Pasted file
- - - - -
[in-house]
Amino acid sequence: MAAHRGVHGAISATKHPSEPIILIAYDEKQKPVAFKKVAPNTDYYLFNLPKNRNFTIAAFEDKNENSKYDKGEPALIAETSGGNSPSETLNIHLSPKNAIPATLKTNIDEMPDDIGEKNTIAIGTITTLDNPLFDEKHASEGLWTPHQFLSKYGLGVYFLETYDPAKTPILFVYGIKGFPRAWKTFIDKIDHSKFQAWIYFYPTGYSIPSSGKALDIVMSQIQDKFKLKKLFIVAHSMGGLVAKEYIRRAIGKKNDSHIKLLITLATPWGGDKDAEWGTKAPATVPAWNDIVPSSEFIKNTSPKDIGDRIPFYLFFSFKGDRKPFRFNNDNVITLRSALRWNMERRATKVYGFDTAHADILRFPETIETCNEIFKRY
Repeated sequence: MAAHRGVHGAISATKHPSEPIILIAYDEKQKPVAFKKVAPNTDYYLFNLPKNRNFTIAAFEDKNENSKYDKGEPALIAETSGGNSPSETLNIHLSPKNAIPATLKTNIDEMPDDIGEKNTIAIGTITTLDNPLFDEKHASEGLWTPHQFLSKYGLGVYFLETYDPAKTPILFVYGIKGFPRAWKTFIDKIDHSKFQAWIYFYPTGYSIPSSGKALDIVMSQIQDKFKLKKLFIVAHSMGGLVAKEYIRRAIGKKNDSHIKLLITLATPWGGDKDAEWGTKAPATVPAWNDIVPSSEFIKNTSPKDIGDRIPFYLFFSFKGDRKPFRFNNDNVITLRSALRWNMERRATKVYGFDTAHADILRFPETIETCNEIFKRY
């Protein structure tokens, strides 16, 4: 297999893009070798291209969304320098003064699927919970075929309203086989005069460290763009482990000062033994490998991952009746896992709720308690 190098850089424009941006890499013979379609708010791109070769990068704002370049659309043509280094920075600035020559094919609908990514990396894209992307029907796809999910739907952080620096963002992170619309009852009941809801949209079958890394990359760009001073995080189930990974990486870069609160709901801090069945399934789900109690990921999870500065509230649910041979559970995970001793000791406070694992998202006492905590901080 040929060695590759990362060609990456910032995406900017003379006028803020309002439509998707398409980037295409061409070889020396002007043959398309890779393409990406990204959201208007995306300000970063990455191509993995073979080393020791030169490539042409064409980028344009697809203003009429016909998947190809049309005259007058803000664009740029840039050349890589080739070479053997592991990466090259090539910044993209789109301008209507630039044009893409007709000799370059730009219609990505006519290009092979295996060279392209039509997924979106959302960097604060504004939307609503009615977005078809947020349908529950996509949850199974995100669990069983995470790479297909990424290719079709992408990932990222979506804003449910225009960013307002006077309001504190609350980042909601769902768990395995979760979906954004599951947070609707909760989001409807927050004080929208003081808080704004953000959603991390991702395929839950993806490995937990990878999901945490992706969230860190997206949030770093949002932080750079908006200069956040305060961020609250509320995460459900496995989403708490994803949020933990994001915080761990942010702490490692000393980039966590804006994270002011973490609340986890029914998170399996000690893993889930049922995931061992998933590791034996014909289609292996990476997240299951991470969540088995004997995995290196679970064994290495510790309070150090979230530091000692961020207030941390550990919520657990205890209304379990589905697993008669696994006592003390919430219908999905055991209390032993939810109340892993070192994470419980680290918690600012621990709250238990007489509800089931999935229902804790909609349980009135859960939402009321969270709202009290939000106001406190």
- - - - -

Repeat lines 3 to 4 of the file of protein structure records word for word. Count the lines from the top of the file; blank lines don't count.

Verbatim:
Repeated sequence: MAAHRGVHGAISATKHPSEPIILIAYDEKQKPVAFKKVAPNTDYYLFNLPKNRNFTIAAFEDKNENSKYDKGEPALIAETSGGNSPSETLNIHLSPKNAIPATLKTNIDEMPDDIGEKNTIAIGTITTLDNPLFDEKHASEGLWTPHQFLSKYGLGVYFLETYDPAKTPILFVYGIKGFPRAWKTFIDKIDHSKFQAWIYFYPTGYSIPSSGKALDIVMSQIQDKFKLKKLFIVAHSMGGLVAKEYIRRAIGKKNDSHIKLLITLATPWGGDKDAEWGTKAPATVPAWNDIVPSSEFIKNTSPKDIGDRIPFYLFFSFKGDRKPFRFNNDNVITLRSALRWNMERRATKVYGFDTAHADILRFPETIETCNEIFKRY
């Protein structure tokens, strides 16, 4: 297999893009070798291209969304320098003064699927919970075929309203086989005069460290763009482990000062033994490998991952009746896992709720308690 190098850089424009941006890499013979379609708010791109070769990068704002370049659309043509280094920075600035020559094919609908990514990396894209992307029907796809999910739907952080620096963002992170619309009852009941809801949209079958890394990359760009001073995080189930990974990486870069609160709901801090069945399934789900109690990921999870500065509230649910041979559970995970001793000791406070694992998202006492905590901080 040929060695590759990362060609990456910032995406900017003379006028803020309002439509998707398409980037295409061409070889020396002007043959398309890779393409990406990204959201208007995306300000970063990455191509993995073979080393020791030169490539042409064409980028344009697809203003009429016909998947190809049309005259007058803000664009740029840039050349890589080739070479053997592991990466090259090539910044993209789109301008209507630039044009893409007709000799370059730009219609990505006519290009092979295996060279392209039509997924979106959302960097604060504004939307609503009615977005078809947020349908529950996509949850199974995100669990069983995470790479297909990424290719079709992408990932990222979506804003449910225009960013307002006077309001504190609350980042909601769902768990395995979760979906954004599951947070609707909760989001409807927050004080929208003081808080704004953000959603991390991702395929839950993806490995937990990878999901945490992706969230860190997206949030770093949002932080750079908006200069956040305060961020609250509320995460459900496995989403708490994803949020933990994001915080761990942010702490490692000393980039966590804006994270002011973490609340986890029914998170399996000690893993889930049922995931061992998933590791034996014909289609292996990476997240299951991470969540088995004997995995290196679970064994290495510790309070150090979230530091000692961020207030941390550990919520657990205890209304379990589905697993008669696994006592003390919430219908999905055991209390032993939810109340892993070192994470419980680290918690600012621990709250238990007489509800089931999935229902804790909609349980009135859960939402009321969270709202009290939000106001406190």